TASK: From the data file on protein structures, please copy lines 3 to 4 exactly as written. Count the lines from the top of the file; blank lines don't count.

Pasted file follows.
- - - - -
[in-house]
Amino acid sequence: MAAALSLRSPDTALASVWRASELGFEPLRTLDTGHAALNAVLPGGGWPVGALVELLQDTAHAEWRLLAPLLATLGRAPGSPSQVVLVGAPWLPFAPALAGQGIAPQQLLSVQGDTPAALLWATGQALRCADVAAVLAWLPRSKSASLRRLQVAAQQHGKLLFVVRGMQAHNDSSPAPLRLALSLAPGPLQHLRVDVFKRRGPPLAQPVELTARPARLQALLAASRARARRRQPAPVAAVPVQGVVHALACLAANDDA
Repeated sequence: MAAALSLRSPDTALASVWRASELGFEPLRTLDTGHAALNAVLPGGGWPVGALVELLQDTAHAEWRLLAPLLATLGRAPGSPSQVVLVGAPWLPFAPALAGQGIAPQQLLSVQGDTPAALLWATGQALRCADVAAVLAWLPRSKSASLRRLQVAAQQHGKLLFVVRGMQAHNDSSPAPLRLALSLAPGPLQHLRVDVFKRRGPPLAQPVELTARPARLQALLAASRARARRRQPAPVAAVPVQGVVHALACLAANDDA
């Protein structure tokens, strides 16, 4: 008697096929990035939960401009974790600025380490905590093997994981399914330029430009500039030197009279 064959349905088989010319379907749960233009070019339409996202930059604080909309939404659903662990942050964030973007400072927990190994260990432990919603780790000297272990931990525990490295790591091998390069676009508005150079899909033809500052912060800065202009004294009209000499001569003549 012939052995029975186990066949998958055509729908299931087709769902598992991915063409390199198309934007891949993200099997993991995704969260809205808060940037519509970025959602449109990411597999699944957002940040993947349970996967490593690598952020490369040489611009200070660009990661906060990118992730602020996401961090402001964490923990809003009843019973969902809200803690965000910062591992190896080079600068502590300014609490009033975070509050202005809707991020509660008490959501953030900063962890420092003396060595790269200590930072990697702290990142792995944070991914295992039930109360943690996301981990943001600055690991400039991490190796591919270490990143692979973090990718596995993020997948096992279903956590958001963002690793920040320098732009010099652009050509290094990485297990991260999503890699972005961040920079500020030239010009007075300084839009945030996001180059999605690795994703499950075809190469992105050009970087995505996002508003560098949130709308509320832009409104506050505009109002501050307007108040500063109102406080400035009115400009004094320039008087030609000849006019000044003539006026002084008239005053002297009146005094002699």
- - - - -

Repeated sequence: MAAALSLRSPDTALASVWRASELGFEPLRTLDTGHAALNAVLPGGGWPVGALVELLQDTAHAEWRLLAPLLATLGRAPGSPSQVVLVGAPWLPFAPALAGQGIAPQQLLSVQGDTPAALLWATGQALRCADVAAVLAWLPRSKSASLRRLQVAAQQHGKLLFVVRGMQAHNDSSPAPLRLALSLAPGPLQHLRVDVFKRRGPPLAQPVELTARPARLQALLAASRARARRRQPAPVAAVPVQGVVHALACLAANDDA
């Protein structure tokens, strides 16, 4: 008697096929990035939960401009974790600025380490905590093997994981399914330029430009500039030197009279 064959349905088989010319379907749960233009070019339409996202930059604080909309939404659903662990942050964030973007400072927990190994260990432990919603780790000297272990931990525990490295790591091998390069676009508005150079899909033809500052912060800065202009004294009209000499001569003549 012939052995029975186990066949998958055509729908299931087709769902598992991915063409390199198309934007891949993200099997993991995704969260809205808060940037519509970025959602449109990411597999699944957002940040993947349970996967490593690598952020490369040489611009200070660009990661906060990118992730602020996401961090402001964490923990809003009843019973969902809200803690965000910062591992190896080079600068502590300014609490009033975070509050202005809707991020509660008490959501953030900063962890420092003396060595790269200590930072990697702290990142792995944070991914295992039930109360943690996301981990943001600055690991400039991490190796591919270490990143692979973090990718596995993020997948096992279903956590958001963002690793920040320098732009010099652009050509290094990485297990991260999503890699972005961040920079500020030239010009007075300084839009945030996001180059999605690795994703499950075809190469992105050009970087995505996002508003560098949130709308509320832009409104506050505009109002501050307007108040500063109102406080400035009115400009004094320039008087030609000849006019000044003539006026002084008239005053002297009146005094002699």